Why press releases suck

Jan 25, 2024

I’m pretty sure that if American statesman Benjamin Franklin ever tried his hand at PR, he would have said that the only certainties in life were death, taxes and clients asking him to write press releases.

To be fair, the last bit – about press releases – might have been semi-relevant even as recently as a couple decades ago.

But when a new client asks (and they always ask) if I can write a press release about FILL IN THE BLANK, I inevitably have to find a nice way to say that press releases suck.

As in, not only ineffective but counterproductive. Often even perversely self-harming.

Sure, press releases can still be useful (more on this in a bit). But for the vast majority of companies, non-profits, and individuals, a press release is worse than useless.

First, what a press release is. Traditionally, a release is used to announce something potentially newsworthy to members of the news media with the aim that journalists will then publish or broadcast stories about it. Releases also serve as a kind of official statement, from which journalists can quote. (This can also come in handy when, for example, the person or company issuing the release doesn’t want to actually have to talk with journalists.)

In plainer terms, press releases are bait. With a press release, you’re essentially trying to entice the media to cover whatever you’re pitching. It’s a lot like telling journalists, “This would make for a good story, don’t ya think?”

Trouble is, issuing a press release generally means sending it to multiple news media outlets, often to several editors, producers or reporters. In other words, you’re effectively throwing something at the wall and hoping it sticks.

This can be fine if the news is so super-gigantically big that most media on the planet would wind up covering it regardless of genuine importance (aka, whatever Elon Musk ate for breakfast). Or, if yours is a publicly traded company, you are likely legally obligated to issues releases in certain circumstances.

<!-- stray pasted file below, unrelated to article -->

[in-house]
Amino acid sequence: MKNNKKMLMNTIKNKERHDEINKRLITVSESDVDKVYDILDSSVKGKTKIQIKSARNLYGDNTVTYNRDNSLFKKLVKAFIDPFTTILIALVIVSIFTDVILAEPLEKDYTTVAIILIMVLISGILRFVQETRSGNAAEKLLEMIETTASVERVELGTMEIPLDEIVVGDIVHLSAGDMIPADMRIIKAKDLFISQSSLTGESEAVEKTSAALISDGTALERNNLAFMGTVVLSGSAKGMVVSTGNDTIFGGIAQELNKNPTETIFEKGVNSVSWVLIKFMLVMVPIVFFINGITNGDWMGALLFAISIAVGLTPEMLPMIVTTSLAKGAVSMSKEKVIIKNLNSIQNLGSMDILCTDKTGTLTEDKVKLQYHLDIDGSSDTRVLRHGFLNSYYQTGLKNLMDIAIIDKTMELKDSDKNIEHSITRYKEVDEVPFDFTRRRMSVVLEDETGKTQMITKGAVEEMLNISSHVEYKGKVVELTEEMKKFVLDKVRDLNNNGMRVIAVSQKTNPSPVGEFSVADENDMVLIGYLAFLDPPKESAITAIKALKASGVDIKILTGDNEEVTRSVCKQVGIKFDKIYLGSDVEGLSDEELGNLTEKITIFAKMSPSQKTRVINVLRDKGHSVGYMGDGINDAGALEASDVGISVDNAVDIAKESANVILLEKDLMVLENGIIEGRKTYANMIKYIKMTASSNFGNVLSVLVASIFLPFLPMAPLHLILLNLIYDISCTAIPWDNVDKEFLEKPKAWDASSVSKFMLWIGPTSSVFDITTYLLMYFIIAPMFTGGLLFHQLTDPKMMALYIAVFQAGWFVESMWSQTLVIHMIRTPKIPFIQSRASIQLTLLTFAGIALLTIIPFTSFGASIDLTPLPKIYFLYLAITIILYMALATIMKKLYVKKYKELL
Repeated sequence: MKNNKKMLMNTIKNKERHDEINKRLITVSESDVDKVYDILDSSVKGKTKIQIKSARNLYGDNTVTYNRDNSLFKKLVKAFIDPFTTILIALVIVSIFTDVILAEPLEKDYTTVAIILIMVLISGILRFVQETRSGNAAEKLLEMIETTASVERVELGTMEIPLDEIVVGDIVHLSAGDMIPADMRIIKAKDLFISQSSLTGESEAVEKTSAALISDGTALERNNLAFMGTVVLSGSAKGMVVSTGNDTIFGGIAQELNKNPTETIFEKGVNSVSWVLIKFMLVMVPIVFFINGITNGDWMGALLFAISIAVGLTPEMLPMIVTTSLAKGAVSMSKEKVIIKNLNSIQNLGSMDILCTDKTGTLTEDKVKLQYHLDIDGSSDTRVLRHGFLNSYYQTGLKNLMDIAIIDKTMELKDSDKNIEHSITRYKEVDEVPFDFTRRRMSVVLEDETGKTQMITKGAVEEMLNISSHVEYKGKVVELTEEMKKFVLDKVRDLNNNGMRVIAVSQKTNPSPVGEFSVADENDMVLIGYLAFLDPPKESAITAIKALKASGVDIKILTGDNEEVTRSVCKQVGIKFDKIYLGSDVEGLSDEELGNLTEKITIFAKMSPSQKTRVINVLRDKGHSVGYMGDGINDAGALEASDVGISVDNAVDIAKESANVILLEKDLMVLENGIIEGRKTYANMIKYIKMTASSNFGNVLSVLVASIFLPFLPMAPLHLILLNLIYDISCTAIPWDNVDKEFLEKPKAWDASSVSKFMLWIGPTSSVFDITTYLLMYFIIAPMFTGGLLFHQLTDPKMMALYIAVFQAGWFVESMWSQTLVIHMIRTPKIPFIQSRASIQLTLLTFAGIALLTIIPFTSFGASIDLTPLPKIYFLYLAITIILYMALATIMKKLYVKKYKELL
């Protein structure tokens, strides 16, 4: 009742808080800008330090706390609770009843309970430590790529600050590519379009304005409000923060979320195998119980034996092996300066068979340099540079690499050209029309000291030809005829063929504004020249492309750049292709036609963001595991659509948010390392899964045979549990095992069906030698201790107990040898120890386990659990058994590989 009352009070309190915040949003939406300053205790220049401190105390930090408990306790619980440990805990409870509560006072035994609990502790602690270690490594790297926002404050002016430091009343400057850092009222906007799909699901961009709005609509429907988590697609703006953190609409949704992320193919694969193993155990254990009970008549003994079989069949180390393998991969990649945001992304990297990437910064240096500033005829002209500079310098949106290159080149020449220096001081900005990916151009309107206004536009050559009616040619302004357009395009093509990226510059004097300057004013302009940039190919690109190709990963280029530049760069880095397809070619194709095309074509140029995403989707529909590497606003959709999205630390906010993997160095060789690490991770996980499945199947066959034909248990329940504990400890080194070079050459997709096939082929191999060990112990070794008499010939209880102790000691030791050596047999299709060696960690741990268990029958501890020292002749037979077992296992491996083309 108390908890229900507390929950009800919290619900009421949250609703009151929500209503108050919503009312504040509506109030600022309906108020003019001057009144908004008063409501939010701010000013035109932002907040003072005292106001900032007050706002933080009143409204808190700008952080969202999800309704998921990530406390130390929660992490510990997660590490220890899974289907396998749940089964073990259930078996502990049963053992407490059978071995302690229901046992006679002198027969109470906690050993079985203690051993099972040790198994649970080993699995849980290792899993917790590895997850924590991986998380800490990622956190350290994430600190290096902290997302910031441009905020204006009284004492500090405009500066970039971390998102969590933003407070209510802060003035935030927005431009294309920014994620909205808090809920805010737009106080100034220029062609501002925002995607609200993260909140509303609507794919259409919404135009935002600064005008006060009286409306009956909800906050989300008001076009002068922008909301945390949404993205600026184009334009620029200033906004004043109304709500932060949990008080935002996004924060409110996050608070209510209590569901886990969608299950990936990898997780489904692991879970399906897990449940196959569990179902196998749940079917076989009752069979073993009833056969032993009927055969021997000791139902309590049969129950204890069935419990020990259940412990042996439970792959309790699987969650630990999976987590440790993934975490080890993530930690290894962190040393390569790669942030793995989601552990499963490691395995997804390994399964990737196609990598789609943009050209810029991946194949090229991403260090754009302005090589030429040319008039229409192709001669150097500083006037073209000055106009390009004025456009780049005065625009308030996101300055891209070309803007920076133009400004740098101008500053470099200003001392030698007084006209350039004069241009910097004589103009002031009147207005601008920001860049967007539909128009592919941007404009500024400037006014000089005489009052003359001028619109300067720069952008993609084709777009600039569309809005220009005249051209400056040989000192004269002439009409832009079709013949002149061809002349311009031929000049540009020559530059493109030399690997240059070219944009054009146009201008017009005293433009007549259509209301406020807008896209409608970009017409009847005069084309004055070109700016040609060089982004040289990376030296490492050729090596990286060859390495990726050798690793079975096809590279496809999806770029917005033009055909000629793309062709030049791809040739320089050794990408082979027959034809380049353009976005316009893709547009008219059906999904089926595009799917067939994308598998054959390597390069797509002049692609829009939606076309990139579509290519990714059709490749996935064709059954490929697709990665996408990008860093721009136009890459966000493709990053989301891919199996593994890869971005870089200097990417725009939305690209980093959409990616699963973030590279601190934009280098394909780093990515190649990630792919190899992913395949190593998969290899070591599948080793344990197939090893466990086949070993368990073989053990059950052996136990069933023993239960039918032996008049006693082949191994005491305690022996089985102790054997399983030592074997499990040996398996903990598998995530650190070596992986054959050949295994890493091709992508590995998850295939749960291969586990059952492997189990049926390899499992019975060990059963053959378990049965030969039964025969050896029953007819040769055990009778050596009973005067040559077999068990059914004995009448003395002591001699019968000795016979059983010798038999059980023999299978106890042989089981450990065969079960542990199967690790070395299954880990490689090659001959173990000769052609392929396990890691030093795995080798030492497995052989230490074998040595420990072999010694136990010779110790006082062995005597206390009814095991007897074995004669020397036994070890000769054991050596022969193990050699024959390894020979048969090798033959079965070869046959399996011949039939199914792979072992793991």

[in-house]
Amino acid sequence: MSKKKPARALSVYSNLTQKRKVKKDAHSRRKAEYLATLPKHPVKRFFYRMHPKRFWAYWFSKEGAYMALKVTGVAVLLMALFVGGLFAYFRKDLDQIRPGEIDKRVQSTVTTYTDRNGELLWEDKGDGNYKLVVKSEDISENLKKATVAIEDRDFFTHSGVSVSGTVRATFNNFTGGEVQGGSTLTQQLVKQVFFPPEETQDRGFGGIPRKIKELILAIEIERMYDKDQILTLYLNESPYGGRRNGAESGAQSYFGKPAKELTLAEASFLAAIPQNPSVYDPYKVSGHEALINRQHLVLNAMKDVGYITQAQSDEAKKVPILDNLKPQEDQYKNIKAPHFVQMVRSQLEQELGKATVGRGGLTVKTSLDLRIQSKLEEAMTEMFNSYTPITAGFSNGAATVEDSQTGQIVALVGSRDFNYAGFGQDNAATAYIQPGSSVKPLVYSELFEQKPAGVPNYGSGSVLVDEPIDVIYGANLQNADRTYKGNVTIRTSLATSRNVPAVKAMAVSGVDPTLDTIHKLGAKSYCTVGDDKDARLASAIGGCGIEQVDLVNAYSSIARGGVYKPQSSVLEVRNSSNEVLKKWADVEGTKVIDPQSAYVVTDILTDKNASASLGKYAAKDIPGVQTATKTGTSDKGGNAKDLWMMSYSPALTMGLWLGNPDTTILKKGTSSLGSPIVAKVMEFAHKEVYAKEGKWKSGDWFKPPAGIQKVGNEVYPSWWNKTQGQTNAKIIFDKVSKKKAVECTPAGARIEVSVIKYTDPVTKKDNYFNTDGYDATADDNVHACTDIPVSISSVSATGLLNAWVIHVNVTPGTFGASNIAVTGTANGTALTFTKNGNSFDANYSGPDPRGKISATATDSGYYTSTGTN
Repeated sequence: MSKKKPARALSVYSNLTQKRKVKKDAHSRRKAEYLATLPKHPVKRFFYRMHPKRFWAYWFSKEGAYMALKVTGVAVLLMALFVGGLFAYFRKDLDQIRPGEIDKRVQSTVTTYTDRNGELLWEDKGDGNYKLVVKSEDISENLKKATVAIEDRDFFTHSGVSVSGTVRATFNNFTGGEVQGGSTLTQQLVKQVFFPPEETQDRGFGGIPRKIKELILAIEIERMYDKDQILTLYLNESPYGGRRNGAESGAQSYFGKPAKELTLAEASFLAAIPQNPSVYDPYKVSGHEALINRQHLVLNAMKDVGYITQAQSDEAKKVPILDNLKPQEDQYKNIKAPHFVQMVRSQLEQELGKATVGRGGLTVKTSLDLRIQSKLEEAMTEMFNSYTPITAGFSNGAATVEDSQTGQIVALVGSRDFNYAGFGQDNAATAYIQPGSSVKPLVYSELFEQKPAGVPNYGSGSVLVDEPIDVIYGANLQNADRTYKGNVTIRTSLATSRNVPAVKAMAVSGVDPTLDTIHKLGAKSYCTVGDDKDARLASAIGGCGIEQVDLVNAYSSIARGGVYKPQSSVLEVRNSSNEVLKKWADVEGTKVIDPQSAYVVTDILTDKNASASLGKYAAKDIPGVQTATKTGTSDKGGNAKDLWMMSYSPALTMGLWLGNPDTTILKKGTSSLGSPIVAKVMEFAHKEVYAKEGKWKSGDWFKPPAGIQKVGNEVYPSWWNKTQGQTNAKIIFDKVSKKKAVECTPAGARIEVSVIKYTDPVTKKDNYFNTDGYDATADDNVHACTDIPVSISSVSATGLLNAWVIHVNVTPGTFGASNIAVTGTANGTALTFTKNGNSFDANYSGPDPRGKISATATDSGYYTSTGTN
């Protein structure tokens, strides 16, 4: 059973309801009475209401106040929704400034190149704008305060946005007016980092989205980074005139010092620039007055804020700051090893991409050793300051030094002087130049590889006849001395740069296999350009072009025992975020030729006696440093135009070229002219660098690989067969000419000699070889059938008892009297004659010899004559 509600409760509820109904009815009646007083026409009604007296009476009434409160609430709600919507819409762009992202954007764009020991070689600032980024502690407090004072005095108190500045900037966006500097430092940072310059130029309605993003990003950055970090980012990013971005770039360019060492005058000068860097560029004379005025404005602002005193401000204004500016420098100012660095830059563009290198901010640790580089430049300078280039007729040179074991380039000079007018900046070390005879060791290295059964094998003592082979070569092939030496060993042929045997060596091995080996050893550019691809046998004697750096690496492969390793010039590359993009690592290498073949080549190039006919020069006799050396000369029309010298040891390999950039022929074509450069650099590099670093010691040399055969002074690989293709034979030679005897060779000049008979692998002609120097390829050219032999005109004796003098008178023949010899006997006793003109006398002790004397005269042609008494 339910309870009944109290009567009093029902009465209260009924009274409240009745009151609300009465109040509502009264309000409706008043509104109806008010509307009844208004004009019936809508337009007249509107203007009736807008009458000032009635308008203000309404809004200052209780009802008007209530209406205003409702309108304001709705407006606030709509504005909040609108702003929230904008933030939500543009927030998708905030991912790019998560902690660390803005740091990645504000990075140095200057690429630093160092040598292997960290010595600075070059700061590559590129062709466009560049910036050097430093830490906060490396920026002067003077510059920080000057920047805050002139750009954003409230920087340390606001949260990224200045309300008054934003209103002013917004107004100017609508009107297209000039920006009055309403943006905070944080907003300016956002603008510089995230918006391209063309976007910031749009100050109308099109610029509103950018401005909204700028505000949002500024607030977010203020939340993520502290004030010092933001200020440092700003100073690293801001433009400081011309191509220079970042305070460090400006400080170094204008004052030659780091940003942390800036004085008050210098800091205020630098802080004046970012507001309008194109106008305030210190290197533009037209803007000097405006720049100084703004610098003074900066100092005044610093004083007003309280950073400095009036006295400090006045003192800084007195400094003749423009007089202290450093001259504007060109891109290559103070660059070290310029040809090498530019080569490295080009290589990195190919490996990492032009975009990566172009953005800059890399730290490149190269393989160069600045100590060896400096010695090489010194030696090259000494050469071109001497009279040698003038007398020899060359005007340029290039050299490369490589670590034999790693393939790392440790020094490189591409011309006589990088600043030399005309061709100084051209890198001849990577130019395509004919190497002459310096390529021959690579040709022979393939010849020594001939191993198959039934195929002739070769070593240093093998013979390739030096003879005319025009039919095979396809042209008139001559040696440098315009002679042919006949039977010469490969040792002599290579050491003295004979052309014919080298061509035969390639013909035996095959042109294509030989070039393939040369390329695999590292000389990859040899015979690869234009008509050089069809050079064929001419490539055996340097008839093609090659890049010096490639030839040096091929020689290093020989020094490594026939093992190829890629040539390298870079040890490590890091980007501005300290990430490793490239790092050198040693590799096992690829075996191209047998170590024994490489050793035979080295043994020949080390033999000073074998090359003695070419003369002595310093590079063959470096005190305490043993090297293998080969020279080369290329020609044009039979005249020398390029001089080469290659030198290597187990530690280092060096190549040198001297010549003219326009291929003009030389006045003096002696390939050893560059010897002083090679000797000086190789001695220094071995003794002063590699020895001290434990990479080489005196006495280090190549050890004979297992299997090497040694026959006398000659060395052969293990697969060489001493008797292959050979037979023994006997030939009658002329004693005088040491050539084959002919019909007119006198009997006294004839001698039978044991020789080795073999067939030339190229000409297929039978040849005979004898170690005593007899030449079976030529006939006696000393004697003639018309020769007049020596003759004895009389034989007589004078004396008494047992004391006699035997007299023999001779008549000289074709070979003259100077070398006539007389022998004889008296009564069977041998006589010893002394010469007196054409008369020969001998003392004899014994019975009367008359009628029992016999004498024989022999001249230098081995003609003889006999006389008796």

For the rest of us, there are several big reasons not to use press releases.

First, journalists, maybe even more than most humans, want to feel special. Blasting out a press release to everyone does the opposite of making them feel special. Plus (remember the “hoping it sticks” metaphor?), it undermines one of journalism’s most cherished obsessions: the scoop.

Journalists are intensely competitive. Getting the story – any story – first is hardwired in their brains. This is true whether the story involves the fate of humankind or a local man who taught a pet squirrel to waterski.

Second, with the arrival of the internet, every nitwit with a computer or smartphone can “issue a press release.” And they often do.  Which means journalists are fairly swamped daily – even hourly – with all manner of digital missives purporting to be of supreme importance to their readers, viewers and listeners.

From this deluge, journalists must select what merits coverage.

Press releases by their nature imply that the journalist receiving it is but one of who-knows-how-many others getting the same thing. Hardly a recipe for feeling special.

So, if not a press release, how should one pitch ideas to journalists?

First, don’t call it a press release. In other words, don’t write your pitch to journalists in a way that makes it look like a press release.  This means omitting the obvious words “FOR IMMEDIATE RELEASE” as well as avoiding headlines, datelines and any of the other conventions of press releases, which are themselves imitations of how stories issued by news services such as The Associated Press and Reuters are formatted.

Assuming what’s left is a succinct and interesting description of your story idea, you need only turn it into a fairly normal email. One to two paragraphs, three tops, should be enough to convey the gist of your story idea. In the subject line, you might use the headline or something similar. Or simply “Story idea.”

If the journalist you’re pitching is a stranger, address him, her or they accordingly. You needn’t be too formal, but don’t be weirdly chummy.

If you’re offering the story exclusively to a journalist, say as much (the rules of if and how to offer exclusives to journalists will be the topic of another blog post). Offering dibs on a story can often greatly up your chances of coverage.

Lastly, make sure you include any relevant contact info, including cell numbers.

You’ll be pleasantly surprised how a well-written personalized pitch will stand out even among a blizzard of press releases fairly screaming “Cover me! Cover me!”